The impact of the coronavirus pandemic has “only worsened the situation” of NHS dental access in rural counties including Lincolnshire as the profession reaches “breaking point”, according to the Vice Chair of the Lincolnshire Local Dental Committee.
A recent survey from Healthwatch Lincolnshire, which gained 236 responses, found that 45% had no access to an NHS dentist while one person said they were being forced to ‘self medicate’.
To find out the exact extent of the issue in Lincoln, we contacted 10 local dental practices to find out whether or not they are taking on NHS patieny, and here’s what we found out.
- West Parade Dental Care, Newland Dental Care, Bupa Dental Care (both The Strait and Doddington Road), Lincoln Dental Care, Genesis Dental Care, and Brant Road Dental Practice ARE NOT taking on new NHS patients
- Guildhall Dental Care are only taking on new child patients on the NHS, but not adults
- Carholme Dental Practice is accepting children on the NHS, but only private and practice plan for adults
- When Cathedral View Dental Practice on Burton Road was asked if it was taking on new NHS patients, it said it was unable to comment
Appleby & Associates in North Hykeham were also contacted, who said it was mainly private but did usually take children on the NHS, but currently had no spaces for this.
In addition, Treeline on Lincoln High Street, which is run by JDSP Dental Limited, is registering military patients on the NHS, but has no other capacity to take on NHS patients. However, it can take patients on privately.
The practice also says within its automated message before you get through that it is in the process of contacting former patients from Powell and Associates, which closed its doors after 140 years last summer.
Each practice has a UDA quota, which is the unit of currency for measuring the type of clinical activity expected from a dentist within a 12-month contract for a certified financial value. The value of this varies from practice to practice, but it is understood that Lincolnshire has historically low values and could be another reason why recruitment is getting even more difficult.
Responding to the issue of dental access in the county Andy Fenn, Vice Chair of the Lincolnshire Local Dental Committee told The Lincolnite: “NHS dental access was an issue for rural counties including Lincolnshire before the pandemic and the impact of this only worsened the situation, such that urban areas are seeing the same issues once the peculiarity of rural areas.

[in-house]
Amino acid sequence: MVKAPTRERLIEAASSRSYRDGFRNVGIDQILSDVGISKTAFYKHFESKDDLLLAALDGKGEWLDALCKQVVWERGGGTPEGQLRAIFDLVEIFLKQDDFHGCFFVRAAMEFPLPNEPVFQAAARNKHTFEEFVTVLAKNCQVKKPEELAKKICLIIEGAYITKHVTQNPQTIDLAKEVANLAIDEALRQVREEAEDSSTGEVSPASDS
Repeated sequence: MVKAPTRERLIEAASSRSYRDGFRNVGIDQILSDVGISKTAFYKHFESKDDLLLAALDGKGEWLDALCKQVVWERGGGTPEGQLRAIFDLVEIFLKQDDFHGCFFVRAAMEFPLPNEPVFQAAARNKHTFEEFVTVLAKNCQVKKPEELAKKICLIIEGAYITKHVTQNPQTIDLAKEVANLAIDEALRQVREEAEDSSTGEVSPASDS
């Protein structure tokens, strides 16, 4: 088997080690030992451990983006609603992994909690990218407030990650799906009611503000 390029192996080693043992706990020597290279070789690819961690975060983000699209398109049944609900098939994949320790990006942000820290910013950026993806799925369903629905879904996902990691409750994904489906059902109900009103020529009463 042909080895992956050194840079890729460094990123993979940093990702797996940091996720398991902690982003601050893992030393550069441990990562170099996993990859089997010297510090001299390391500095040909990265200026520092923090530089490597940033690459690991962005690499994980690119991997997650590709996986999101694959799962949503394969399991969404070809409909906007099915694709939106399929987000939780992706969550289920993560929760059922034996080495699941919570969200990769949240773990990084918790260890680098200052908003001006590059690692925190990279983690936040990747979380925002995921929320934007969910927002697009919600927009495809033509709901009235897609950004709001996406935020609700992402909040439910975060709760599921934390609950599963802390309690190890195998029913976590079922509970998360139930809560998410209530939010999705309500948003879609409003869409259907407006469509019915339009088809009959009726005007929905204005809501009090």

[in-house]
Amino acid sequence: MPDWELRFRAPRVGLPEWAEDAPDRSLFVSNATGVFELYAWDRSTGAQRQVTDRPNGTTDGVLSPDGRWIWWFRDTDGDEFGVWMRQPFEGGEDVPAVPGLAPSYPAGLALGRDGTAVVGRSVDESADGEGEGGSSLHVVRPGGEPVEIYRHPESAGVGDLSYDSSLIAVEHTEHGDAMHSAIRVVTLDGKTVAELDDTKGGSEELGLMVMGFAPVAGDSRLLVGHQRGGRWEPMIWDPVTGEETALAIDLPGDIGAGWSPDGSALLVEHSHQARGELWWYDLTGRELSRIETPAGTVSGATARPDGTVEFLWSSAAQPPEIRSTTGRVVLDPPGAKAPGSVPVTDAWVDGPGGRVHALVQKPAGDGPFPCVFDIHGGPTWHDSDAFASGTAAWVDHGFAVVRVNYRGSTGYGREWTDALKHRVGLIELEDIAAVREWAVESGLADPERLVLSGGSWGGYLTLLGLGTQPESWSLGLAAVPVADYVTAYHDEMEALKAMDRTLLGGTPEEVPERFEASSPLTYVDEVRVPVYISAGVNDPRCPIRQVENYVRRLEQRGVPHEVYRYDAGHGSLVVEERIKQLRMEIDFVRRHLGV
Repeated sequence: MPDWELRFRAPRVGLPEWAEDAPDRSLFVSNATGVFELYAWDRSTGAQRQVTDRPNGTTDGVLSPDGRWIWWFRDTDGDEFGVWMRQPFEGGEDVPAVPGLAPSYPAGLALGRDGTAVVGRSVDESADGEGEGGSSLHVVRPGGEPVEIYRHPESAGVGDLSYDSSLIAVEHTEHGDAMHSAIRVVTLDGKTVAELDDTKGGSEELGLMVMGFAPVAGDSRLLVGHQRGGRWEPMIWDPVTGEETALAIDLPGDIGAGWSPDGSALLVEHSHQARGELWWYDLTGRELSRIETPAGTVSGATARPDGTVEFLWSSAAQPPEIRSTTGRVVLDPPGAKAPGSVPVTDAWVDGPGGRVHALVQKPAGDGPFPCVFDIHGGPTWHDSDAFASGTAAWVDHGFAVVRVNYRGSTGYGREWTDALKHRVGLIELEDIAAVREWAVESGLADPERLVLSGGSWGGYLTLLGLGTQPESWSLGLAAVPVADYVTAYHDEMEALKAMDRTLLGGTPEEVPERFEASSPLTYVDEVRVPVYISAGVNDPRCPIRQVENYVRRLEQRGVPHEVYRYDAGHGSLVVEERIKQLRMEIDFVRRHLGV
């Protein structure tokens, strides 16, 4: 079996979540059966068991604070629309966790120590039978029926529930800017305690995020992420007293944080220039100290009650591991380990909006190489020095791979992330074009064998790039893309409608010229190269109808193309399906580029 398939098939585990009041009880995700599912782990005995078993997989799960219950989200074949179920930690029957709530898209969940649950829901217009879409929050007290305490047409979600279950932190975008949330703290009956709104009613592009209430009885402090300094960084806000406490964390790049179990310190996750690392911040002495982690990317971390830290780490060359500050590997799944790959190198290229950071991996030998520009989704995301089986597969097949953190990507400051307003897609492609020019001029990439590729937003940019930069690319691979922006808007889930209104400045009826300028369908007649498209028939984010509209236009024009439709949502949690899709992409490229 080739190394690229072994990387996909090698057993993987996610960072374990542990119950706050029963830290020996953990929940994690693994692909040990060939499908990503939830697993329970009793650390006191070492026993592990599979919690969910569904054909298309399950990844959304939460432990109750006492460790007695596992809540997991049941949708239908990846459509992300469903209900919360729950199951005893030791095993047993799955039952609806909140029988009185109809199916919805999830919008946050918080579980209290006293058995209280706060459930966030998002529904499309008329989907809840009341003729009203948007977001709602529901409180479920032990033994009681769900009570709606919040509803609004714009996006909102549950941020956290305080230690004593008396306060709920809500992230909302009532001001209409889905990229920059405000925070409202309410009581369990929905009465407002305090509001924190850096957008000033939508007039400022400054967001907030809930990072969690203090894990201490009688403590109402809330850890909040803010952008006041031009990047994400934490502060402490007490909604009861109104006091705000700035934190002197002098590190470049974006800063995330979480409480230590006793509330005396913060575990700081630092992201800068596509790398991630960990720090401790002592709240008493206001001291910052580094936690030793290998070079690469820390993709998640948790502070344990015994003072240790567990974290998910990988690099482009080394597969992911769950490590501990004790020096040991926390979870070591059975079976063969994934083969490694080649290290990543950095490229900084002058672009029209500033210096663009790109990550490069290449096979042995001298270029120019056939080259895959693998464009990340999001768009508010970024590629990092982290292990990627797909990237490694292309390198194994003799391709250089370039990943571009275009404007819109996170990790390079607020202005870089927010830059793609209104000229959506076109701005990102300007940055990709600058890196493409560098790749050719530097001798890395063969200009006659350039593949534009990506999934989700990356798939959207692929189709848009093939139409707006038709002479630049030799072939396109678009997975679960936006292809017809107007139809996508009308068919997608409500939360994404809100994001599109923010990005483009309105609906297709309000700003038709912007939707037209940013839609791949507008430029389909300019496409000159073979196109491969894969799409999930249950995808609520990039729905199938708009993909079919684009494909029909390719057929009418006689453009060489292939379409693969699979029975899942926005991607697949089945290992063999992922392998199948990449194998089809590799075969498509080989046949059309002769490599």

“The reasons are multifactorial, not least the crisis in recruitment, the like of which we have not seen before. The loss of EU graduates, accelerated by Brexit and the stalling of the ORE process (although this has now been resurrected) severely impacted this together with a paradigm shift where new graduates were reported to be far less keen to undertake NHS work instead, in many cases opting for higher training, working in private practices or hospital settings.
“Additionally the desire to work less hours, with more part time work being sought has become the norm. Added to this we have seen dentists from the baby boomers group retiring, taking with them a previous commitment to the NHS, typically founded on the previous ‘item of service’ contract.
“The pandemic restrictions have typically resulted in backlogs of work, along with staff burnout, staff shortages and low morale with increasing mental health issues being seen amongst team members. On top of this the NHS UDA system which was deemed to be problematic from its inception in 2006 has failed to deliver for patients and the dental teams.
“A thorough review carried out by Prof Jimmy Steele in 2008-2009 highlighted the need for reforms and identified the model familiar to graduates, which would facilitate the delivery of dentistry in line with how undergraduates had been taught at dental school.
“Unfortunately, even with a series of pilots and prototypes since that time, the failed NHS contract is still being used to provide dental care for patients despite the acknowledged shortcomings on both sides of the House and in the Lords. Contract reform has been promised since the time of the coalition government but here we are in 2022, without any real plans of substance. The profession is at breaking point with the NHS contract.”